Welch began the John Birch Society in Indianapolis, Indiana, as a way to fight the threat of communism in America and to champion what he termed the "free-enterprise system." In many ways, the organization was a vestige of McCarthyism, which raged on the U.S. home front in the early and mid-1950s.
A group enamored with wild and convoluted conspiracy theories, the John Birch Society campaigned rabidly against the civil rights movement in the 1960s. It went so far as to claim that the movement was a "communist plot" designed to tear the nation apart. The society is also known for its anti-Semitism. Over the decades the John Birch Society has taken strong stances against globalization, free trade, welfare, immigration, and the United Nations (UN), for which it holds particular antipathy.
By 1961, the John Birch Society may have had as many as 60,000–100,000 dues-paying members. Convinced that the world system was run by a small circle of internationalists and collectivists bent on world domination, the society launched a number of prominent petition, letter-writing, and lobbying campaigns designed to advance its agenda. Welch and other members of the organization denounced President Dwight D. Eisenhower and Secretary of State John Foster Dulles as vehicles of the "communist conspiracy." The conservative pundit and writer William F. Buckley, a one-time friend of Welch, dismissed such claims as "idiotic."
The John Birch Society reached the peak of its influence during the 1964 presidential campaign. Welch and a number of John Birchers strongly backed Arizona Senator Barry Goldwater's 1964 bid to oust President Lyndon Johnson from the White House. After Goldwater lost the election by an overwhelming electoral defeat, the society lost some of its luster. Rightist Republicans also began to distance themselves from the reactionary movement. Nevertheless, the John Birch Society continued to spin conspiracies and agitate for the far Right. In the 1970s, the society denounced President Richard Nixon's administration for its environmental policies, health and safety laws, and opening of diplomatic relations with the People's Republic of China (PRC).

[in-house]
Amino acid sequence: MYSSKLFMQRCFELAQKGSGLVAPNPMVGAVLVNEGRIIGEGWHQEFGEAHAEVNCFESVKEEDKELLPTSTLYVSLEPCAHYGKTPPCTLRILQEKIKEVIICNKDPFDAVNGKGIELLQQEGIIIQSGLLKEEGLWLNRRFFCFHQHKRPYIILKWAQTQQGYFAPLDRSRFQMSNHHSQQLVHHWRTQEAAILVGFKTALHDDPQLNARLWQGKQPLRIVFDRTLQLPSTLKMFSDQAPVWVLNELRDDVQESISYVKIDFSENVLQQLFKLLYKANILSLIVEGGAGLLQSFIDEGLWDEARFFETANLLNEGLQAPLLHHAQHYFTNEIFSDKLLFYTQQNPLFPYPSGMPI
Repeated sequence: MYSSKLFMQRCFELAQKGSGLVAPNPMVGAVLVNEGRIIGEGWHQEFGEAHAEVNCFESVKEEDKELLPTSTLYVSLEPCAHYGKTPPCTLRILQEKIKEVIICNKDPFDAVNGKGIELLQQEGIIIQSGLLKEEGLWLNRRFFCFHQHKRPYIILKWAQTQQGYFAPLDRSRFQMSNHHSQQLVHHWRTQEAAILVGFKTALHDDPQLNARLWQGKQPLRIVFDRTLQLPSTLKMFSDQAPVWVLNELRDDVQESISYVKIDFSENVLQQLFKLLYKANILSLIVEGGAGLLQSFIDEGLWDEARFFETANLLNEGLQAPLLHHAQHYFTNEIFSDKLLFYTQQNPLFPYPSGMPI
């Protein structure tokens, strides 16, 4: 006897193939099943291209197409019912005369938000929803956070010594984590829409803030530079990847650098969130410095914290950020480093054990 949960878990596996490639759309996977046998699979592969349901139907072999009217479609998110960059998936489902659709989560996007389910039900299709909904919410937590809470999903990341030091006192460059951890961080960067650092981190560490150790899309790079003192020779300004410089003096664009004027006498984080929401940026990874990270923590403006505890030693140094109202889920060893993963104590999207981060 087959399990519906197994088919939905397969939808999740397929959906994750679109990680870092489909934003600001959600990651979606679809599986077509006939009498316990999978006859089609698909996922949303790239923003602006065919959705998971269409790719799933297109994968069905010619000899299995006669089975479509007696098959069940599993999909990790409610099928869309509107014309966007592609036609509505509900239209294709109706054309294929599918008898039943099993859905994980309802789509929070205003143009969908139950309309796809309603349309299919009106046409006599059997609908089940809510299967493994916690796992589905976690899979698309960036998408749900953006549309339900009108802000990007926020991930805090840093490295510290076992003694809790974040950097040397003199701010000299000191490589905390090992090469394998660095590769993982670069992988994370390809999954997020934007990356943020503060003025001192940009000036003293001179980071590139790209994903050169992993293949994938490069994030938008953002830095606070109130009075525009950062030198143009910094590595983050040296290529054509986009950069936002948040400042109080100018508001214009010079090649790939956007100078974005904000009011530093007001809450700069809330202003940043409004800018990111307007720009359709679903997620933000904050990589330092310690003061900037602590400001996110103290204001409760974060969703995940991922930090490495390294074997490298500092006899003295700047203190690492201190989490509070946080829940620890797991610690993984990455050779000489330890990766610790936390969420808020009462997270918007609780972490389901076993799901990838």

By the mid-1980s, the John Birch Society had suffered significant membership losses, although because of its decentralized and secretive makeup it is difficult to say how much. However, by the early 1990s the society was on an upswing. This was fueled by the UN's participation in the Persian Gulf War, President George H. W. Bush's pronunciation of a "New World Order," and the rise of antic, rightist radio talk show hosts. The advent of the Bill Clinton administration gave the society more grist, and it came out vocally in support of his impeachment after the Monica Lewinsky scandal. The John Birch Society continues on, undeterred, and lobbies against free trade and the UN, among other issues.
Paul G. Pierpaoli Jr.
Griffin, G. Edward. The Life and Words of Robert Welch: Founder of the John Birch Society. Thousand Oaks, CA: American Media, 1975.; Hardistry, Jean. Mobilizing Resentment: Conservative Resurgence from the John Birch Society to the Promise Keepers. Boston: Beacon, 2000.